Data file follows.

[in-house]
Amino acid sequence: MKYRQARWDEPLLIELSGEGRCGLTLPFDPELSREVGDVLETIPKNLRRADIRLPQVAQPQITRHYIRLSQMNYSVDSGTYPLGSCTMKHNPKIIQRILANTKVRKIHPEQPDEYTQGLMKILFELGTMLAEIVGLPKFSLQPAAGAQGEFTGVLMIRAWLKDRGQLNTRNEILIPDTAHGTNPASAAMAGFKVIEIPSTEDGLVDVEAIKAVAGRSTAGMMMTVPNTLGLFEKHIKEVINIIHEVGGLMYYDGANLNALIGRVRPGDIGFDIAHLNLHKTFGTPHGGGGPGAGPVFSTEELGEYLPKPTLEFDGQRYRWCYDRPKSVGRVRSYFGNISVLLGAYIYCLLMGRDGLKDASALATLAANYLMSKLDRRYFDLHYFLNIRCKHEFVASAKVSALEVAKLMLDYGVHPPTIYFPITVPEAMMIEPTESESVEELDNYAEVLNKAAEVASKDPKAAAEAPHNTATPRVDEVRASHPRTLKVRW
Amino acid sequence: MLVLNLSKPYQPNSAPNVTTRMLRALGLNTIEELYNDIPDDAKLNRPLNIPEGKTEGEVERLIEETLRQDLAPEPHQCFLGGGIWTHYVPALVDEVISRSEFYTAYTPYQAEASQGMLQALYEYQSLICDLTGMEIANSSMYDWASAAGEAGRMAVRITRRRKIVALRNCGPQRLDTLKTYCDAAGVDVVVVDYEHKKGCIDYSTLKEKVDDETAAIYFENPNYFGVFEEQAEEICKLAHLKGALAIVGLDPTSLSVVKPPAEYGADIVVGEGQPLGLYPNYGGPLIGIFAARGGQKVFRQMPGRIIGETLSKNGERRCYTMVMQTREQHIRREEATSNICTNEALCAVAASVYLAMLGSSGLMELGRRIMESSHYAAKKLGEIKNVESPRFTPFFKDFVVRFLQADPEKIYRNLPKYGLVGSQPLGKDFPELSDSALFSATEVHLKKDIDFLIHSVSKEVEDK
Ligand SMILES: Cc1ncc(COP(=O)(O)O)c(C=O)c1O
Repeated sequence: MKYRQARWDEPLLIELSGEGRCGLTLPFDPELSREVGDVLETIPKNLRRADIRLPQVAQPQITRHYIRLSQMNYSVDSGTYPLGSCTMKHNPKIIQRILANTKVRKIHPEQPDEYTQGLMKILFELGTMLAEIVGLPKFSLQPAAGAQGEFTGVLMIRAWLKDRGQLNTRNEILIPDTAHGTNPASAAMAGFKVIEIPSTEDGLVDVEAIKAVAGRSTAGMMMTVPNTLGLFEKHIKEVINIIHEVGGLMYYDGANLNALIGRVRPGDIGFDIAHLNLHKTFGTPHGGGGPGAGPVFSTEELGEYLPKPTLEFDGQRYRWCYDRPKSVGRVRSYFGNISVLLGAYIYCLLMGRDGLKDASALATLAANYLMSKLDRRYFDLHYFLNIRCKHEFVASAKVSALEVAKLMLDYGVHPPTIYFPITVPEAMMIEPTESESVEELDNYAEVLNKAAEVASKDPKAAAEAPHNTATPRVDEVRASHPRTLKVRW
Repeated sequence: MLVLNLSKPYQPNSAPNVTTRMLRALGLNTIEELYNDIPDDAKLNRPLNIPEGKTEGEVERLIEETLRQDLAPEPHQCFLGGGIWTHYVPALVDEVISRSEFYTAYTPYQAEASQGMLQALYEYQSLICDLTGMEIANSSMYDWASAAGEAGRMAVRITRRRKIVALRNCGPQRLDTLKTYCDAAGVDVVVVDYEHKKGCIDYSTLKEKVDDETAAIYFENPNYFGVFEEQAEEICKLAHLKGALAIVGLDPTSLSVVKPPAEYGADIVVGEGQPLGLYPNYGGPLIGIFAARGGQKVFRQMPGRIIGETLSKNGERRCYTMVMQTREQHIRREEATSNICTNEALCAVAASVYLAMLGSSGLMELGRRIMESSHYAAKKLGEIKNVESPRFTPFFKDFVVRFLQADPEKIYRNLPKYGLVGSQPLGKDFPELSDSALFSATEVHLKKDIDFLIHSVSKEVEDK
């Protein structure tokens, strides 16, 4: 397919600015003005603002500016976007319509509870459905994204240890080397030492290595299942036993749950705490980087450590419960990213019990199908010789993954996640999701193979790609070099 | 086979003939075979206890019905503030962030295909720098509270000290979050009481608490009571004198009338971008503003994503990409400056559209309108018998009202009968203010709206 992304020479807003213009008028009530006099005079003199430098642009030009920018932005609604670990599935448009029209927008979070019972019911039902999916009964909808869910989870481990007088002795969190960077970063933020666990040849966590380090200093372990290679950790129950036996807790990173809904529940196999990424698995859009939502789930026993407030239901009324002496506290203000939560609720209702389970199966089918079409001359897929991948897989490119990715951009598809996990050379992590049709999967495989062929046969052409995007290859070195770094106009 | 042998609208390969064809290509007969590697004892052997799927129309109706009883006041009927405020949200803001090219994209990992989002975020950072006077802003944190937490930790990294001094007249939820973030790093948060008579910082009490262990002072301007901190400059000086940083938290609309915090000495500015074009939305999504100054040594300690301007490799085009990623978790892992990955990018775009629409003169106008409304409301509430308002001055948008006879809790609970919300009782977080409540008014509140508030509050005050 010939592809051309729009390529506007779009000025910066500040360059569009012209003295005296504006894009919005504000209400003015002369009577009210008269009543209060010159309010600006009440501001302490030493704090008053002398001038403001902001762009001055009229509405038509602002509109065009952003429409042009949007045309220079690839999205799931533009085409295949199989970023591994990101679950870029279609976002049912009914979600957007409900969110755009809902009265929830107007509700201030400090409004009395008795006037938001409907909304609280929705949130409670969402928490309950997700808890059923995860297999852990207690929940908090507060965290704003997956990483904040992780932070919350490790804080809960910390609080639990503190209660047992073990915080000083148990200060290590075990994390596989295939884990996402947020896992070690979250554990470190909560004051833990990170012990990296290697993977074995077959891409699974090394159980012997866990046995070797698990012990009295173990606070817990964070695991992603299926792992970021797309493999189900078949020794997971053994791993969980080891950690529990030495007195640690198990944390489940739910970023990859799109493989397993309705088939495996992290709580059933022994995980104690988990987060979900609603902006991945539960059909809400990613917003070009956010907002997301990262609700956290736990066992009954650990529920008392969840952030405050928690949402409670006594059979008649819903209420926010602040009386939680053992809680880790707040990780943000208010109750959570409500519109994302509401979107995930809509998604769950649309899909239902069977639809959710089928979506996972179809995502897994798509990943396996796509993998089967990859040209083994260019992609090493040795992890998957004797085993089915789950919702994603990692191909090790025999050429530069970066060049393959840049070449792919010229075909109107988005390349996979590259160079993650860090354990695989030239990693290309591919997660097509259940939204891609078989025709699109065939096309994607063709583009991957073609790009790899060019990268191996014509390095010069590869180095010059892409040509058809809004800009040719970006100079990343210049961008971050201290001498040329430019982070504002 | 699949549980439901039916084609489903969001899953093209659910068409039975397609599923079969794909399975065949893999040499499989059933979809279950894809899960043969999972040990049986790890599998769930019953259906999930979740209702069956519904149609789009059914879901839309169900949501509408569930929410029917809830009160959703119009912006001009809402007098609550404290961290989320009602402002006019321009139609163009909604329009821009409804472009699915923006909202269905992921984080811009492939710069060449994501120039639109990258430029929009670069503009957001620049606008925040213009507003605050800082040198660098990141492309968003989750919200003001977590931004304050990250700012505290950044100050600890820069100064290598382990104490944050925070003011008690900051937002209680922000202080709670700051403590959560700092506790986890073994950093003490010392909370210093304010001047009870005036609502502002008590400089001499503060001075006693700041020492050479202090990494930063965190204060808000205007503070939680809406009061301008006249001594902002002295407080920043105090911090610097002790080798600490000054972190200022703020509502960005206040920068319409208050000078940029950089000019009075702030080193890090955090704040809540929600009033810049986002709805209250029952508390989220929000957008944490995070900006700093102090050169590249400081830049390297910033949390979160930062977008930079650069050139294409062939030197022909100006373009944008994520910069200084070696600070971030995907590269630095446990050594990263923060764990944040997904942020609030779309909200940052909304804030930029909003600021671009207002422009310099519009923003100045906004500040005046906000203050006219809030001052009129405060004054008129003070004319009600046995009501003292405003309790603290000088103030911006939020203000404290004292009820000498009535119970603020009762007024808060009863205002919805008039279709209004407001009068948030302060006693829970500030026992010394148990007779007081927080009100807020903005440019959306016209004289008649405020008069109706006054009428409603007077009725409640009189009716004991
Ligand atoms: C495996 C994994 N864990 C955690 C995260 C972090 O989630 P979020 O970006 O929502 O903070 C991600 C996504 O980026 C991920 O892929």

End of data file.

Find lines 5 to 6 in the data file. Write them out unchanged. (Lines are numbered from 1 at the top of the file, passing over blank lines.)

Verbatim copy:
Repeated sequence: MKYRQARWDEPLLIELSGEGRCGLTLPFDPELSREVGDVLETIPKNLRRADIRLPQVAQPQITRHYIRLSQMNYSVDSGTYPLGSCTMKHNPKIIQRILANTKVRKIHPEQPDEYTQGLMKILFELGTMLAEIVGLPKFSLQPAAGAQGEFTGVLMIRAWLKDRGQLNTRNEILIPDTAHGTNPASAAMAGFKVIEIPSTEDGLVDVEAIKAVAGRSTAGMMMTVPNTLGLFEKHIKEVINIIHEVGGLMYYDGANLNALIGRVRPGDIGFDIAHLNLHKTFGTPHGGGGPGAGPVFSTEELGEYLPKPTLEFDGQRYRWCYDRPKSVGRVRSYFGNISVLLGAYIYCLLMGRDGLKDASALATLAANYLMSKLDRRYFDLHYFLNIRCKHEFVASAKVSALEVAKLMLDYGVHPPTIYFPITVPEAMMIEPTESESVEELDNYAEVLNKAAEVASKDPKAAAEAPHNTATPRVDEVRASHPRTLKVRW
Repeated sequence: MLVLNLSKPYQPNSAPNVTTRMLRALGLNTIEELYNDIPDDAKLNRPLNIPEGKTEGEVERLIEETLRQDLAPEPHQCFLGGGIWTHYVPALVDEVISRSEFYTAYTPYQAEASQGMLQALYEYQSLICDLTGMEIANSSMYDWASAAGEAGRMAVRITRRRKIVALRNCGPQRLDTLKTYCDAAGVDVVVVDYEHKKGCIDYSTLKEKVDDETAAIYFENPNYFGVFEEQAEEICKLAHLKGALAIVGLDPTSLSVVKPPAEYGADIVVGEGQPLGLYPNYGGPLIGIFAARGGQKVFRQMPGRIIGETLSKNGERRCYTMVMQTREQHIRREEATSNICTNEALCAVAASVYLAMLGSSGLMELGRRIMESSHYAAKKLGEIKNVESPRFTPFFKDFVVRFLQADPEKIYRNLPKYGLVGSQPLGKDFPELSDSALFSATEVHLKKDIDFLIHSVSKEVEDK